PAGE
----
The alphabet teaches children the names of letters but not their sounds (phonemes). Often, the name of the letter is not the same as its most common sound (phoneme). For example, the name of the letter a does not sound like the short /a/ phoneme in 'cat' and the name of the letter o does not sound like the short /o/ phoneme in 'dog'.
Learning the alphabet as well as the difference between upper and lower case letters is important. For most children, learning the alphabet is a fun experience, especially when letters are introduced in a relaxed and playful way. But learning the alphabet alone is not enough to be able to read. For this, children need phonics instruction.
Why learning the alphabet is not enough to learn how to read: The name of the letter a is different to the sound that a makes in words like cat, hat, and bath. The name of the letter o is different to the sound that o makes in words like do, stop, and mop.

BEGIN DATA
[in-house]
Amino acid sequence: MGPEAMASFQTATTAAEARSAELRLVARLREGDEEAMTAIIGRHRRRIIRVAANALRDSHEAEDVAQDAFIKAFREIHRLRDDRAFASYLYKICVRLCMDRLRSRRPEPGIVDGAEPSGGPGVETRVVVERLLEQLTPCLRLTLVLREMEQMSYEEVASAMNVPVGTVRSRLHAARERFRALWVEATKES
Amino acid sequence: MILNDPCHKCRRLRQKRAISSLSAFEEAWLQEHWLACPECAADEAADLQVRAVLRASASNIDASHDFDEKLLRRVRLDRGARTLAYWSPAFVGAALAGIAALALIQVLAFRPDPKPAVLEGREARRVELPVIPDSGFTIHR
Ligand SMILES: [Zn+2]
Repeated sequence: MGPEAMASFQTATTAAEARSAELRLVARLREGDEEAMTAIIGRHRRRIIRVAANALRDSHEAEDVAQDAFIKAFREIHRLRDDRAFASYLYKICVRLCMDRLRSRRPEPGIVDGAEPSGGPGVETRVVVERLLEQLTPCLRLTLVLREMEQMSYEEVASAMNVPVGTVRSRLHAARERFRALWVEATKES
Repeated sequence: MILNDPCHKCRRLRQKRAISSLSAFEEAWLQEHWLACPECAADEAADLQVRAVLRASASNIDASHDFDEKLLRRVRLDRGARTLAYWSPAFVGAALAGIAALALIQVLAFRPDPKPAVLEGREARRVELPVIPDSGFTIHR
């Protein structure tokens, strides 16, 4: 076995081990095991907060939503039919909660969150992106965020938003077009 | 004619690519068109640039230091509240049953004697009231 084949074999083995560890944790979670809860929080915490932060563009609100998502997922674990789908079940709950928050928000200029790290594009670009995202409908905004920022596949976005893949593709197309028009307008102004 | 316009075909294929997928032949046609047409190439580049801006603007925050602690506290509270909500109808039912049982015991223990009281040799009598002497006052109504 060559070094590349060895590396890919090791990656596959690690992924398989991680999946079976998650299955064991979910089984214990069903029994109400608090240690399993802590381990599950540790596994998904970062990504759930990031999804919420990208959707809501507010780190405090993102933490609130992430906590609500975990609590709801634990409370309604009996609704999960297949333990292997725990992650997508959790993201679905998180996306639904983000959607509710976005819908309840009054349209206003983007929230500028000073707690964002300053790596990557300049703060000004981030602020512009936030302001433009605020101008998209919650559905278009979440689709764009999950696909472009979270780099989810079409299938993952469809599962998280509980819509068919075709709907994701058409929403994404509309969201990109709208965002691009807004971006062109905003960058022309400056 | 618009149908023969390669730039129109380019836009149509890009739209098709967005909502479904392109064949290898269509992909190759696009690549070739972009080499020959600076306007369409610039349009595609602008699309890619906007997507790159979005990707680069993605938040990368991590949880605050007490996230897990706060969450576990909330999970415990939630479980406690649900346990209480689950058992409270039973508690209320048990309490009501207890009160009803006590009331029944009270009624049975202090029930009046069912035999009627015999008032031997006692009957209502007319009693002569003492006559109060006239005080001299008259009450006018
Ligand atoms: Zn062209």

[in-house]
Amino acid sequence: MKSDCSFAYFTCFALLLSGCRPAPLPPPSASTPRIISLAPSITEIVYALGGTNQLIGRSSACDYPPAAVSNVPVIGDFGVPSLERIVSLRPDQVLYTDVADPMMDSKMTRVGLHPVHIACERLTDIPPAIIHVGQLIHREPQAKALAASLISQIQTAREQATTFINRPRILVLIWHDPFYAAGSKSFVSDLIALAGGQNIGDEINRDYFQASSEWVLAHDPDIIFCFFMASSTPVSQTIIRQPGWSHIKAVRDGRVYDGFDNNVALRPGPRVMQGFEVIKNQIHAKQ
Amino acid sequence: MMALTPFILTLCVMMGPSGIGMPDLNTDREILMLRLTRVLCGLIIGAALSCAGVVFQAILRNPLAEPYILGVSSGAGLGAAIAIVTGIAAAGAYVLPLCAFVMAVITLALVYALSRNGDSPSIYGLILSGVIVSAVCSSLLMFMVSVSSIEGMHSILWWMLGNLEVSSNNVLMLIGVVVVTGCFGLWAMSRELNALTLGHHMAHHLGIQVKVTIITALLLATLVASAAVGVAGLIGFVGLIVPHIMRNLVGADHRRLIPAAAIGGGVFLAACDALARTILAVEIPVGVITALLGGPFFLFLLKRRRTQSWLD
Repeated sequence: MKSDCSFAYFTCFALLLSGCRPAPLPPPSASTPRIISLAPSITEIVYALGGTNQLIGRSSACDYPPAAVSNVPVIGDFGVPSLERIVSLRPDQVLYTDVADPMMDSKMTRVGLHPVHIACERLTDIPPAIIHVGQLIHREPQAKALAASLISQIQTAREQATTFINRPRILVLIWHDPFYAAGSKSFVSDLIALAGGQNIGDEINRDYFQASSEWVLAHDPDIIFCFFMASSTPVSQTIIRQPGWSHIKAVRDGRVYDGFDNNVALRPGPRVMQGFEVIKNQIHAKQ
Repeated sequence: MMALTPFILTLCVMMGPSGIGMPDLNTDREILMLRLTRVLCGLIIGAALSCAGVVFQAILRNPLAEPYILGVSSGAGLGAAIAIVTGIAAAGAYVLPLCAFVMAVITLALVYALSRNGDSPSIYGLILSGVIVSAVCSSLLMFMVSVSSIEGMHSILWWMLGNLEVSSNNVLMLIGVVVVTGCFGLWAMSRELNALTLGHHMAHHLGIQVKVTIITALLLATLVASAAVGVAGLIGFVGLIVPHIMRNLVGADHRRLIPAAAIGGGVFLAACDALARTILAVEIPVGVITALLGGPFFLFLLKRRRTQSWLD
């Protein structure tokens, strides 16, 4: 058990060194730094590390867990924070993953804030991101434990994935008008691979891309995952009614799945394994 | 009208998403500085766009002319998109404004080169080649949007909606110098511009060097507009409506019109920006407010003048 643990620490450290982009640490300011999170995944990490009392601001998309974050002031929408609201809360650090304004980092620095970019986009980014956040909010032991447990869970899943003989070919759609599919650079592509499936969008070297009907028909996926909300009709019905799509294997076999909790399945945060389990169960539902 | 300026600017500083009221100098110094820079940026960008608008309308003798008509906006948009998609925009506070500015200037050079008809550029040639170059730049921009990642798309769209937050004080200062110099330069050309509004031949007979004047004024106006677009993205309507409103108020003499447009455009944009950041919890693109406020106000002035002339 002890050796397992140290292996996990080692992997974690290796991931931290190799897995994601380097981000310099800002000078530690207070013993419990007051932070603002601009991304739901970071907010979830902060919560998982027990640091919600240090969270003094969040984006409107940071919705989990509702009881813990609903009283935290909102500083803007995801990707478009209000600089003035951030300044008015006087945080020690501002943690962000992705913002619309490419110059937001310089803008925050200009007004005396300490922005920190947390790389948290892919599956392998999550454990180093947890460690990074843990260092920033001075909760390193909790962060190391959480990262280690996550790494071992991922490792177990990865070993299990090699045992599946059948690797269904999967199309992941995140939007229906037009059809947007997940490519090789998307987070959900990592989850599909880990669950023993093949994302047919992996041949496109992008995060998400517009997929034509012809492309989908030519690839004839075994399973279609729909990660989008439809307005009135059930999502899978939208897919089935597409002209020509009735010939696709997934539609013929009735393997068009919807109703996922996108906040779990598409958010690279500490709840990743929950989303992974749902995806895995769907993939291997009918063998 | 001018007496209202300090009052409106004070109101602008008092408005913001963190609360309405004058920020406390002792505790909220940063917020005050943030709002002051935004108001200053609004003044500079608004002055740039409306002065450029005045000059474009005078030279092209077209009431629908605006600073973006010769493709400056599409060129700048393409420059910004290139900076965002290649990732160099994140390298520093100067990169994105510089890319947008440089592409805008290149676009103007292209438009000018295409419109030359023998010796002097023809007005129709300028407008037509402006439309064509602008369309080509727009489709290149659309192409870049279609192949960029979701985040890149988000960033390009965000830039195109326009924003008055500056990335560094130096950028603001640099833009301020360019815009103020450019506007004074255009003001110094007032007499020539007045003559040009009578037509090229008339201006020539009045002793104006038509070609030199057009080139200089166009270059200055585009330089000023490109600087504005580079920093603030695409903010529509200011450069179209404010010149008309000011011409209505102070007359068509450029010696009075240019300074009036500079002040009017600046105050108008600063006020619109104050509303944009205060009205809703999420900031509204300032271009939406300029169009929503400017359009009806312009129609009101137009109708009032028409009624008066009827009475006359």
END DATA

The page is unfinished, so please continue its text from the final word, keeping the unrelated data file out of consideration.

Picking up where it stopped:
Read our report on the Science of Reading. Research-based reading instruction must incorporate the 5 pillars of reading: phonemic awareness, phonics, fluency, vocabulary, and comprehension. This report provides an easy to understand overview of each of these pillars and explains the important connection between how the brain learns to read (the Neuroscience of Reading) and how we teach children to read (The Science of Reading Instruction). It also explains why helping children build connections between letters and sounds, through phonics and phonemic awareness, is so crucial for the developing reading mind. This report is perfect for sharing with colleagues and friends!